Northern Lights in Alaska from Twelvemile Summit
I still cant get over the majesty of the aurora. The green, the cold, the snow, the sky, the stars and all the excitement coming with it. It was an adventure and a dream-like phenomenon, which we’ll always remember with great excitement. A sense of wholeness, a sense of the extraordinary, a sense of something bigger than we are.
I. Story of our visit to Alaska and the Northern Lights
Having been to many great locations around the world, but never to the heart Alaska, photographing the Northern Lights during the winter, has been on our bucket list for a while.
Aurora Viewing in Fairbanks, Alaska
The trip became a reality when to celebrate life in the far North. As great and exciting adventure as it is, a lot of planning and preparation went into this trip. I have to tell you that the aurora borealis hunting turned out to be very successful, as you can read in the article, but it required timing and persistence to be fruitful. As there are not too many practical advice and articles out there on the web regarding this topic for the photographer I would like to share my own experiences about this unforgettable trip. Special thanks to Henry Throop for his detailed article from luminous landscape –http://www.luminous-landscape.com/techniques/aurora.shtml, which gave us a good start. As we learnt a lot from our visit we would like to share some useful information and tips from our personal story to photographers for the first time and adventurers of the future.
When is the best time to visit and how can I increase the possibility to see the aurora ?
When it comes to the best time to visit Alaska (and other Northern countries) for the Northern lights then March and September are your best bets. In These months of the year the cold weather could be somewhat milder, you have a better chance for clear skies and the nights are still relatively long as its totally dark between 9pm-5am. Alaskan summers are not good for the aurora as the daytime is long and you need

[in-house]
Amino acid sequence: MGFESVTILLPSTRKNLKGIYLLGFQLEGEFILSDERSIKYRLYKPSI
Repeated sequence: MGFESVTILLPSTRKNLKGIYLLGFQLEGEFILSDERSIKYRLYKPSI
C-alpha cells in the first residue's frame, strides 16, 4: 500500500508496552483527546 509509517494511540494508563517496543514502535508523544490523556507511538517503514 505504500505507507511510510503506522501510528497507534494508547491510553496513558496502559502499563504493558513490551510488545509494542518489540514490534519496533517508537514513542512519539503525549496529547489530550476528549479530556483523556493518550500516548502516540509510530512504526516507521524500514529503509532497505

to have dark skies to be able to see the phenomenon. As a general rule the peak activity is between midnight and 2 am, but on long and clear winter nights this can happen earlier.
Green Aurora with Purple coloration from the Chena Hot Springs Road
We were told that if we could count 10 stars after the sunset then we have a chance to see something. Of course, being avid aurora hunters, my wife and I took this as a general rule. But still on a perfectly clear night and away from the city we were unlucky to see anything between 11pm and 3am. In contrast, another night when it was totally overcast in Fairbanks we headed out 70 miles away from the city and we saw the most amazing show. For a good forecast keep an eye on the UAF Geophysical Institute’s site: http://www.gi.alaska.edu/AuroraForecast. Here on the scale you will see numbers between 0-9 showing you the activity forecast. But even if you see a low number (1 or 2) that should not let you down because you can still see the magic happen in front of your eyes on a night like this.
Aurora daily forecast
So if you decide to go “aurora hunting” then you need the following in order to have a good head start: dark and clear skies, distance from any possible light pollution (city, villages) and some luck.
About the actual aurora, what it is and how is it created
When we look at such an amazing phenomenon, its good to understand what it is and how it is formed.
First of all auroras both appear in the Northern (aurora borealis) and in the Southern Hemisphere (aurora australis). In the north this well known latin phrase was named after the Roman goddess of Aurora and the Greek for north wind in the 17th century. The phenomenon doesn’t really happen when earthy souls leaving our planet, but actually its created when solar particles are blown into the Earth’s magnetic field from the Sun. These energetic particles of the solar wind have an interaction with the atoms of the upper atmosphere. They mainly collide with oxygen and nitrogen atoms. During the collision their electrons are knocked away and the resulting ions radiate at different wavelengths and create the green, purple and greenish-blue colors in the atmosphere.Interestingly the Sun has larger eruptions on a roughly 11-year basis, which tends to be around 2013. This means that the aurora can be watched from lower latitudes, too. But certainly the years of 2013-14 are great ones to see the northern lights.
Green Aurora at Twelvemile Summit, 90 miles off Fairbanks
II. Preparation for the extreme cold of Alaska during the winter
My wife, being from the South and used to lots of sunshine and mild winters gave us enough reasons to prepare well for this cold trip.